Does Traditionis Custodes contradict the documents of Vatican II?
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“declared that the revision of the Roman Missal, carried out in the light of ancient liturgical sources, had the goal of permitting the Church to raise up, in the variety of languages, ‘a single and identical prayer,’ that expressed her unity. This unity I intend to re-establish throughout the Church of the Roman Rite.”
This is a puzzling statement. First, “the Church of the Roman Rite” has many other liturgical books besides the standard edition of the Roman Rite. Second, the standard Roman Missal contains an enormous number of options, and hardly seems to be aiming at uniformity of prayer in the sense which seems to be intended in Pope Francis’ new letter. Third, the Second Vatican Council and the subsequent Papal Magisterium teach that liturgical uniformity is not necessary to the unity of the Church, but rather that the latter is best expressed in liturgical diversity.
On the first point, the Latin or Western Church does not have a single Missal, but a family of Rites or Uses. These include the very ancient Mozarabic Rite, celebrated in certain places in Spain, the Ambrosian Rite celebrated in Milan, and the Carthusian Rite, celebrated in Carthusian monasteries. These three Rites were revised after Vatican II. Then there are the Rites of the Dominicans, the Norbertines, and the Carmelites: these orders adopted the Roman Rite after Vatican II so there is no reformed version, but since their liturgical books were never suppressed, members of those orders can and do still celebrate them. Then there is the new Use of the Ordinariate, which includes elements of Anglican liturgical heritage, which was promulgated as recently as 2009.
Perhaps the odd phrase “the Church of the Roman Rite” is supposed to suggest that the necessary uniformity applies only to the distinction between the Ordinary and Extraordinary Forms of the Roman Rite. But if uniformity is necessary for unity in a theological sense within the Roman Rite, why is it not necessary for those cousins of the Roman Rite that I have just listed, and indeed what is it about the non-Roman Rites which make it possible for them to maintain unity without uniformity?
This becomes more puzzling still in light of the second point. The Roman Missal of 1970 and subsequent editions does not direct priests to use the same words when celebrating Mass, even if they are doing so in the same language, because of its enormous number of options. Priests are frequently at liberty to use different propers (an “Optional Memorial” or Votive Mass instead of the “Ferial” Mass), and they can also choose different options for other parts of the Mass. The argument of the Letter to Bishops not only suggests that there is something problematic about the existence of the Ambrosian Rite and the Ordinariate Use, but it also suggests there is something problematic about having multiple Eucharistic Prayers.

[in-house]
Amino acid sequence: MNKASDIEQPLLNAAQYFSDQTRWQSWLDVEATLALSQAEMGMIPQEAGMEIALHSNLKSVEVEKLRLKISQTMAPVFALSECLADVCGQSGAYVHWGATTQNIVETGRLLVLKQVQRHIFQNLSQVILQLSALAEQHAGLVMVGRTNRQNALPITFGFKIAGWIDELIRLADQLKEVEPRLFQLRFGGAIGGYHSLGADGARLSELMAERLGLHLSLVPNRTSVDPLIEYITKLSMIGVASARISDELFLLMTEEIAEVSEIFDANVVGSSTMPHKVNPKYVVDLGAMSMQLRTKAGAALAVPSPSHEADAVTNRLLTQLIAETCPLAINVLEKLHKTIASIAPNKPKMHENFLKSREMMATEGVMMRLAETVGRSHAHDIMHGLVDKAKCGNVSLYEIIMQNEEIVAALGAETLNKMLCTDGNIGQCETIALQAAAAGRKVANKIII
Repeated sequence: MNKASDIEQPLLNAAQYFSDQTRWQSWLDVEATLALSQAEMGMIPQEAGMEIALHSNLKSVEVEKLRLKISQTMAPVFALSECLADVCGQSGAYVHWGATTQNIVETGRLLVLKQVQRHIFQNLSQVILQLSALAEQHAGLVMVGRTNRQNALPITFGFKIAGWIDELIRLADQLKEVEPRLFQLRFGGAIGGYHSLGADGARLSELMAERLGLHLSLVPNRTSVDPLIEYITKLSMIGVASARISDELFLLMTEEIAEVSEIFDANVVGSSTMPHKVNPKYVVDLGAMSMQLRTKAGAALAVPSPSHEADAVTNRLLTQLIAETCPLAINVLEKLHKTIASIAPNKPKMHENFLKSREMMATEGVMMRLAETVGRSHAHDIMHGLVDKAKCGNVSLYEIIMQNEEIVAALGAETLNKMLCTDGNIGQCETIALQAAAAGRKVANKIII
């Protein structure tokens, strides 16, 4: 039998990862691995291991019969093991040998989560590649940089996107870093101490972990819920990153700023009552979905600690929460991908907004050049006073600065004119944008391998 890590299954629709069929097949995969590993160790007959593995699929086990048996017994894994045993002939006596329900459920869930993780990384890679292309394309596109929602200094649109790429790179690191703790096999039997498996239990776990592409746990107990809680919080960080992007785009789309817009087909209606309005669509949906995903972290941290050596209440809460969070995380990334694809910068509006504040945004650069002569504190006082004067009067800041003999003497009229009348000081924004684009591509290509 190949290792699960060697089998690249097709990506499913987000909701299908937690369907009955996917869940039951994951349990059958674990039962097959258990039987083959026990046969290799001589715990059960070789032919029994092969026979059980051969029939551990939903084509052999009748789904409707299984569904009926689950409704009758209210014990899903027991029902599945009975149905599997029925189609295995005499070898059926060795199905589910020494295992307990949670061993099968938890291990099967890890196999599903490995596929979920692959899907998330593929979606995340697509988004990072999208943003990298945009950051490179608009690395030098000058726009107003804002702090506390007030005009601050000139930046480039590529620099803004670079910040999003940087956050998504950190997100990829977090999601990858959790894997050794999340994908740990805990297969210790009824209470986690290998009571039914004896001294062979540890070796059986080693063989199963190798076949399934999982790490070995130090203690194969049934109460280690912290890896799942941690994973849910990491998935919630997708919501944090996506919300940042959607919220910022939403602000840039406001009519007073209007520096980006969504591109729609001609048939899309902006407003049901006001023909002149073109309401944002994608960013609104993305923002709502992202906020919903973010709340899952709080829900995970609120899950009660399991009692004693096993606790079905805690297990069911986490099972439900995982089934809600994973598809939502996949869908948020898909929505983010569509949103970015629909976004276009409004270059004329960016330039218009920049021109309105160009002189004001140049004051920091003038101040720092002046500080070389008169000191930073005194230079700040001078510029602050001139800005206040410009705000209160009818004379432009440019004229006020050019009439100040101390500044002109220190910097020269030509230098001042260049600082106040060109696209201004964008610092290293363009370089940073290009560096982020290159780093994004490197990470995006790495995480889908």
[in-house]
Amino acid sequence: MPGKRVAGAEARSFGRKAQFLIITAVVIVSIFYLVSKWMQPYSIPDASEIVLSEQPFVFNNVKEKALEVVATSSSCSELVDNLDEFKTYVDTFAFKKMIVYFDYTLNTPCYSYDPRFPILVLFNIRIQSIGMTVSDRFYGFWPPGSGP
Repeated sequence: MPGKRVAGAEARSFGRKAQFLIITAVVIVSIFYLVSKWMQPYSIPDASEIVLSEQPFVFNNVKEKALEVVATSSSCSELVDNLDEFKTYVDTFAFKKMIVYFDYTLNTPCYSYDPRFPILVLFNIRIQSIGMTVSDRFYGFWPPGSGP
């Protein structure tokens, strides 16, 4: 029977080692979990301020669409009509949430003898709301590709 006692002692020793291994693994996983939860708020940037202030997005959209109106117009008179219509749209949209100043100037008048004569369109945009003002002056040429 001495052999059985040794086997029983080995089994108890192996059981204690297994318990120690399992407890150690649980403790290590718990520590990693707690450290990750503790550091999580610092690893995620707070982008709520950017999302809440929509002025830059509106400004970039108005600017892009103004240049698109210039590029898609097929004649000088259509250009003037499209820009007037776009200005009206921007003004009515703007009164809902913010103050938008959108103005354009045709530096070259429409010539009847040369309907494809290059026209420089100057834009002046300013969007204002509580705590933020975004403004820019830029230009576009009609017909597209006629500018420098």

Despite the attempt to limit the implications of the Letter’s argument that unity requires liturgical uniformity to the Roman Rite, it is a deeply disturbing idea for Orthodox Christians, including those engaged in ecumenical dialogue with the Catholic Church.
In truth, there is nothing theologically problematic about liturgical variety in itself because even quite different Rites are still expressions of a single prayer in the important theological sense: the prayer of Christ in offering himself to the Father. As Pope Paul VI expressed it, continuing the snippet quoted by the Letter, “one unique prayer will rise as an acceptable offering to our Father in heaven, through our High-Priest Jesus Christ, in the Holy Spirit” (Apostolic Constitution Missale Romanum 1969, Vatican website translation).
This brings me to the third point: the teaching of Vatican II. Consider its document Sacrosanctum Concilium (4): “holy Mother Church holds all lawfully acknowledged rites to be of equal right and dignity; that she wishes to preserve them in the future and to foster them in every way.”
Again (37): “Even in the liturgy, the Church has no wish to impose a rigid uniformity in matters which do not implicate the faith or the good of the whole community.”
Another document of Vatican II, Orientalium Ecclesiarum (2), affirms that “the variety within the Church in no way harms its unity; rather it manifests it”, and this idea has been reiterated in the later Magisterium. For example, Pope John Paul II explained that “we find the strength and enthusiasm to intensify the quest for harmony in that genuine plurality of forms which remains the Church’s ideal” (Orientale Lumen (1995) 2).
The Catholic Church is bigger than the Roman Rite, and the Roman Rite is bigger than just one set of words. It is ironic that all the ancient Roman Rites and Usages in use today, despite their other differences, all have the same Eucharistic Prayer, in Latin, showing their unity not only across space but also across the generations, connecting us with the earliest Latin liturgy of Rome. This symbolic unity does not exist in the reformed Missal, which the Letter apparently wants to make the basis of a sterile liturgical uniformity.